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Ballpark is 'Made in Minnesota'

Ballpark is 'Made in Minnesota'

MINNEAPOLIS -- Minnesota's ballpark of the future will now begin to resemble an actual ballpark.

The ballpark's exterior walls -- limestone that is designed to emulate the exposed ledges of stone along the banks of the Mississippi River -- is now being installed.

The stone will traverse the $412 million ballpark and will be mixed to display random patterns of different colors and shapes. The installation will be completed in the early summer of 2009.

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The stone is from a quarry at the Vetter Stone Company in Mankato. Limestone from the company has been used to construct the Wells Fargo Tower is Minneapolis, the Smithsonian National Museum of the American Indian in Washington, D.C., and the U.S. embassies in Moscow and Abu Dhabi.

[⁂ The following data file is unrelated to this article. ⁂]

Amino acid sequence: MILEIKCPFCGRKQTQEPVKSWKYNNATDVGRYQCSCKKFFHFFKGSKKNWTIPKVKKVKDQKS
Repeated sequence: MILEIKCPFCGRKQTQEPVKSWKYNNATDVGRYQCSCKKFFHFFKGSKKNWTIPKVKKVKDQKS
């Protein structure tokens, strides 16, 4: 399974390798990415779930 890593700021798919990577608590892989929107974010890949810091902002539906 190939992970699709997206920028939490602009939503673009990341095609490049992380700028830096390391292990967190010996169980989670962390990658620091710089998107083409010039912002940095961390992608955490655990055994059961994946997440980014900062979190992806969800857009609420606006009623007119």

A total of more than 100,000 square feet, or 100 semi-truck loads, of limestone will be used for the Twins ballpark.

"We said that we wanted to have a Minnesota ballpark, and nothing could be more grassroots, if you will, than what is going to be the skin of this ballpark," said Jerry Bell, president of Twins Sports Inc. "This is truly going to be a Minnesota ballpark."

Ground was initially broken on the ballpark in April. It is scheduled to open in 2010.

Thor Nystrom is an associate reporter for MLB.com. This story was not subject to the approval of Major League Baseball or its clubs.

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